writing package resource entries...
rolling up assets...
writing 23092 chars to ~app_build/app_production.js
linking build targets...
skipping link for missing file '~lib_build/tibet_production.js'
skipping link for missing file '~lib_build/tibet_production.min.js'
skipping link for missing file '~lib_build/tibet_production.min.js.gz'
skipping link for missing file '~lib_build/'
skipping link for missing file '~app_build/app_production.min.js'
skipping link for missing file '~app_build/app_production.min.js.gz'
skipping link for missing file '~app_build/'
build assets linked successfully.
building project documentation...
building site documentation...
processing faq
processing index
Task complete: 7152ms.

With TIBET there's no need to rely on additional packagers, loaders, servers, or other ad-hoc components. Everything is handled by the TIBET ecosystem.



TIBET supports releasing your application using:

  • tibet build --release to built a production package
  • tibet version to version your built application
  • tibet deploy to push your application to S3 et. al.

Deployment typically takes just a few minutes and your TIBET Desktop application is pre-configured to automatically check for new versions.

We won't get into the details here since first-time configuration can take a little effort.

Just know that TIBET's command line tools cover the entire development lifecycle.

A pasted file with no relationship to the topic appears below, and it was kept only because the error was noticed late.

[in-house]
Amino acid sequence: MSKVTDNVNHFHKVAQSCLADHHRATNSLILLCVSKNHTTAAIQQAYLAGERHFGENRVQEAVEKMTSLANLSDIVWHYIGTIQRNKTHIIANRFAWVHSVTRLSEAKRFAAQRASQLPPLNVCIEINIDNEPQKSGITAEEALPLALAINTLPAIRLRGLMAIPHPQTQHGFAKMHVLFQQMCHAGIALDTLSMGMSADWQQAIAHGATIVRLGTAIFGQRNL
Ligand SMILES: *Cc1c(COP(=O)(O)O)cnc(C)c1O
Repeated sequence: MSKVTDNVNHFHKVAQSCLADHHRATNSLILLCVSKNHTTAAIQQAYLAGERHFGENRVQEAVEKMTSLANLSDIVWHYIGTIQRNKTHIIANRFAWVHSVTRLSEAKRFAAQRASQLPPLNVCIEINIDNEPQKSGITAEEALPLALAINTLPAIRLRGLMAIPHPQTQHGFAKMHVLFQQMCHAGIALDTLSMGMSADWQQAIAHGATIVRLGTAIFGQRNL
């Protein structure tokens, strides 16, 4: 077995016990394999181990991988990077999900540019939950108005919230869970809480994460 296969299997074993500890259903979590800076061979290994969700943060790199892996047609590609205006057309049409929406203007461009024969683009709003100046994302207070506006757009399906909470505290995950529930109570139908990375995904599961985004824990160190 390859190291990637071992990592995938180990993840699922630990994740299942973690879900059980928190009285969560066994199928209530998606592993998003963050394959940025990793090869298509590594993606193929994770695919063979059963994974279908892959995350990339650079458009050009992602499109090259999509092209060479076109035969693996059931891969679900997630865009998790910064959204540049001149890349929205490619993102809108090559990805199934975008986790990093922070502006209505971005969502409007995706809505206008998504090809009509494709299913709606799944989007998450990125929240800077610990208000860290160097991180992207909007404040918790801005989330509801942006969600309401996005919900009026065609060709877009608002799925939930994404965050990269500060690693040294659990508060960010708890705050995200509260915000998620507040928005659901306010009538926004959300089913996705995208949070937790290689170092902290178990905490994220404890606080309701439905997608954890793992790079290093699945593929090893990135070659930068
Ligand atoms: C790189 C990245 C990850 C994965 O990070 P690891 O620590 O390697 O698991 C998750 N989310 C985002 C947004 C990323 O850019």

This guide covers TIBET concepts and commands you'll use with every project.

In particular:

  • We created a project using tibet clone and tibet init.
  • We launched our application via tibet start to support development.
  • We altered a tag template to display a simple 'Hello World!' message.
  • We linted, tested, and built the resulting Hello World! application.
  • We discussed building, versioning, and deploying via the TIBET CLI.

There's a lot more to TIBET but we've touched on some of the primary ways TIBET development differs from typical JavaScript platforms.

TIBET provides:

  • a desktop-ready full stack development platform,
  • a heavy emphasis on developing via tags and types,
  • a dramatic reduction in boilerplate code,
  • elimination of compiler and reload delays,
  • tooling to support the entire development lifecycle.

Next Steps

Next Steps

We think you're going to love working with TIBET!

Continue your exploration via TIBET Essentials - Part 1.